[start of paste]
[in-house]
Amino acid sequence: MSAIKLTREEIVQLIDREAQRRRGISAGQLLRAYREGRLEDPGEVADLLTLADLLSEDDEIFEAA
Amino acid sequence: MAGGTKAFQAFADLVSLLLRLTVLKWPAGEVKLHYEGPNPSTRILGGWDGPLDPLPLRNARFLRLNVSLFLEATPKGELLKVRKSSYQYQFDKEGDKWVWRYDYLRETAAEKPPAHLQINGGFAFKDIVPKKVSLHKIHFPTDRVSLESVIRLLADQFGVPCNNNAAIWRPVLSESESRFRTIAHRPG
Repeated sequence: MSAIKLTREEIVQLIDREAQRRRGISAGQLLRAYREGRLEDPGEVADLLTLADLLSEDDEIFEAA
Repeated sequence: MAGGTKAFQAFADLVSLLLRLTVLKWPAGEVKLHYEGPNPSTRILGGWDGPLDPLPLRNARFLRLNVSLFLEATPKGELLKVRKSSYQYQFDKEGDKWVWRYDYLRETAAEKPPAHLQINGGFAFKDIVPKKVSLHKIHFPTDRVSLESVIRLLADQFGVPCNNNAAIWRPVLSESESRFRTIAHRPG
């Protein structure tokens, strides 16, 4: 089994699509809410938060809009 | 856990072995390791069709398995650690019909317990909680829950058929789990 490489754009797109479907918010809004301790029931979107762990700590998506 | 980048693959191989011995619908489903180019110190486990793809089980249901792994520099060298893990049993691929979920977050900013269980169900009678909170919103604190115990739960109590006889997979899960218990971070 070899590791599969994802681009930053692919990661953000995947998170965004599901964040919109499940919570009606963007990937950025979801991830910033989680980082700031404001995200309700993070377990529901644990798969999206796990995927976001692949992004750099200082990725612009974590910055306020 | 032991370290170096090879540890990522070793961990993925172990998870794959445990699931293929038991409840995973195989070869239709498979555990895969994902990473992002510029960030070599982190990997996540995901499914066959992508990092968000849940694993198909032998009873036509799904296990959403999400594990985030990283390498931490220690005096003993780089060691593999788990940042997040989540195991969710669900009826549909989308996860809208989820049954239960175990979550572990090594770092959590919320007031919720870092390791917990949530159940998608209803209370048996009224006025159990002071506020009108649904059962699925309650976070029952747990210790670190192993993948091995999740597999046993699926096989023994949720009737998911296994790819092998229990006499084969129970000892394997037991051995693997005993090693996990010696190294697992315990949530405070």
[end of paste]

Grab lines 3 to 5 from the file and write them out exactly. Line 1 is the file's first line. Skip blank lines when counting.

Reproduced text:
Amino acid sequence: MAGGTKAFQAFADLVSLLLRLTVLKWPAGEVKLHYEGPNPSTRILGGWDGPLDPLPLRNARFLRLNVSLFLEATPKGELLKVRKSSYQYQFDKEGDKWVWRYDYLRETAAEKPPAHLQINGGFAFKDIVPKKVSLHKIHFPTDRVSLESVIRLLADQFGVPCNNNAAIWRPVLSESESRFRTIAHRPG
Repeated sequence: MSAIKLTREEIVQLIDREAQRRRGISAGQLLRAYREGRLEDPGEVADLLTLADLLSEDDEIFEAA
Repeated sequence: MAGGTKAFQAFADLVSLLLRLTVLKWPAGEVKLHYEGPNPSTRILGGWDGPLDPLPLRNARFLRLNVSLFLEATPKGELLKVRKSSYQYQFDKEGDKWVWRYDYLRETAAEKPPAHLQINGGFAFKDIVPKKVSLHKIHFPTDRVSLESVIRLLADQFGVPCNNNAAIWRPVLSESESRFRTIAHRPG